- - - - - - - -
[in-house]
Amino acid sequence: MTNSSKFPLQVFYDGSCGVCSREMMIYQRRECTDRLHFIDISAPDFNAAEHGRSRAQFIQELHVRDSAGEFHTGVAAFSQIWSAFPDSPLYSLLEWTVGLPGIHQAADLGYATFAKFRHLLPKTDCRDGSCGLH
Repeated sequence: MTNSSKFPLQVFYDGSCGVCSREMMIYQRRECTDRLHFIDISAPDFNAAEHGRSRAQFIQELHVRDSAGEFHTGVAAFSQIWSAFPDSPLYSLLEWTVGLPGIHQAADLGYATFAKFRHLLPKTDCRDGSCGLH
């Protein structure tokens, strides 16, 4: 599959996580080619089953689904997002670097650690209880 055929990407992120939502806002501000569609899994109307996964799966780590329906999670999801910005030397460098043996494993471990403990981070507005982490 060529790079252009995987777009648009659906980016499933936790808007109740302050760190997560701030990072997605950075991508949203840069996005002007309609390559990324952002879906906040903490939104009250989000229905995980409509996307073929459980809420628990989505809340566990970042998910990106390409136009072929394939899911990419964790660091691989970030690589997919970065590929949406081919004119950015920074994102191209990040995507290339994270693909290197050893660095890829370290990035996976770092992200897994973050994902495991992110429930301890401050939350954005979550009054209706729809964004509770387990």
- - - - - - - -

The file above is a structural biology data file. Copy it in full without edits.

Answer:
[in-house]
Amino acid sequence: MTNSSKFPLQVFYDGSCGVCSREMMIYQRRECTDRLHFIDISAPDFNAAEHGRSRAQFIQELHVRDSAGEFHTGVAAFSQIWSAFPDSPLYSLLEWTVGLPGIHQAADLGYATFAKFRHLLPKTDCRDGSCGLH
Repeated sequence: MTNSSKFPLQVFYDGSCGVCSREMMIYQRRECTDRLHFIDISAPDFNAAEHGRSRAQFIQELHVRDSAGEFHTGVAAFSQIWSAFPDSPLYSLLEWTVGLPGIHQAADLGYATFAKFRHLLPKTDCRDGSCGLH
């Protein structure tokens, strides 16, 4: 599959996580080619089953689904997002670097650690209880 055929990407992120939502806002501000569609899994109307996964799966780590329906999670999801910005030397460098043996494993471990403990981070507005982490 060529790079252009995987777009648009659906980016499933936790808007109740302050760190997560701030990072997605950075991508949203840069996005002007309609390559990324952002879906906040903490939104009250989000229905995980409509996307073929459980809420628990989505809340566990970042998910990106390409136009072929394939899911990419964790660091691989970030690589997919970065590929949406081919004119950015920074994102191209990040995507290339994270693909290197050893660095890829370290990035996976770092992200897994973050994902495991992110429930301890401050939350954005979550009054209706729809964004509770387990």